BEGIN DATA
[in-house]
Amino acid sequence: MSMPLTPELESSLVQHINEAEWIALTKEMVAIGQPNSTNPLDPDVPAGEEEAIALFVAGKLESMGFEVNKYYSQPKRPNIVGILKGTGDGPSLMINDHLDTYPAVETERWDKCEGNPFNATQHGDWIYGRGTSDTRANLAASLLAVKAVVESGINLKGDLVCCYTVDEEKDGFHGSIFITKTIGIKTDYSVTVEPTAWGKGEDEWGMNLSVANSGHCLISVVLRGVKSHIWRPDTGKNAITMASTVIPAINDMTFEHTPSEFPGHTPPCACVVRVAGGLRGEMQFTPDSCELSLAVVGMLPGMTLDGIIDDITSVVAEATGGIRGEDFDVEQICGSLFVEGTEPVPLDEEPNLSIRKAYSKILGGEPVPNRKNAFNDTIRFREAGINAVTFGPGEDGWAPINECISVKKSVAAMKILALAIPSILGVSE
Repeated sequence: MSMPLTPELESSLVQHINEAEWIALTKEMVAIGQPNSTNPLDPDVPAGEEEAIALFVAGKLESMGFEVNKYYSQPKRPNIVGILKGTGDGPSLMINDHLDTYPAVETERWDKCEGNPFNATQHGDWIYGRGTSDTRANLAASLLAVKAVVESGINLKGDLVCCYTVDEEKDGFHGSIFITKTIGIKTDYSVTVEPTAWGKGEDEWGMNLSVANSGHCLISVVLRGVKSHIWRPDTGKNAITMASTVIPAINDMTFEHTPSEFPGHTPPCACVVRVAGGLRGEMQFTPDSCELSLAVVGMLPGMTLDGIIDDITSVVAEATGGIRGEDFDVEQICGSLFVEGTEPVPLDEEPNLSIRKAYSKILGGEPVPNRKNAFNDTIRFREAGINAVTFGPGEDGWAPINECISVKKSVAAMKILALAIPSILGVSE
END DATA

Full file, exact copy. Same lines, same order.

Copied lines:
[in-house]
Amino acid sequence: MSMPLTPELESSLVQHINEAEWIALTKEMVAIGQPNSTNPLDPDVPAGEEEAIALFVAGKLESMGFEVNKYYSQPKRPNIVGILKGTGDGPSLMINDHLDTYPAVETERWDKCEGNPFNATQHGDWIYGRGTSDTRANLAASLLAVKAVVESGINLKGDLVCCYTVDEEKDGFHGSIFITKTIGIKTDYSVTVEPTAWGKGEDEWGMNLSVANSGHCLISVVLRGVKSHIWRPDTGKNAITMASTVIPAINDMTFEHTPSEFPGHTPPCACVVRVAGGLRGEMQFTPDSCELSLAVVGMLPGMTLDGIIDDITSVVAEATGGIRGEDFDVEQICGSLFVEGTEPVPLDEEPNLSIRKAYSKILGGEPVPNRKNAFNDTIRFREAGINAVTFGPGEDGWAPINECISVKKSVAAMKILALAIPSILGVSE
Repeated sequence: MSMPLTPELESSLVQHINEAEWIALTKEMVAIGQPNSTNPLDPDVPAGEEEAIALFVAGKLESMGFEVNKYYSQPKRPNIVGILKGTGDGPSLMINDHLDTYPAVETERWDKCEGNPFNATQHGDWIYGRGTSDTRANLAASLLAVKAVVESGINLKGDLVCCYTVDEEKDGFHGSIFITKTIGIKTDYSVTVEPTAWGKGEDEWGMNLSVANSGHCLISVVLRGVKSHIWRPDTGKNAITMASTVIPAINDMTFEHTPSEFPGHTPPCACVVRVAGGLRGEMQFTPDSCELSLAVVGMLPGMTLDGIIDDITSVVAEATGGIRGEDFDVEQICGSLFVEGTEPVPLDEEPNLSIRKAYSKILGGEPVPNRKNAFNDTIRFREAGINAVTFGPGEDGWAPINECISVKKSVAAMKILALAIPSILGVSE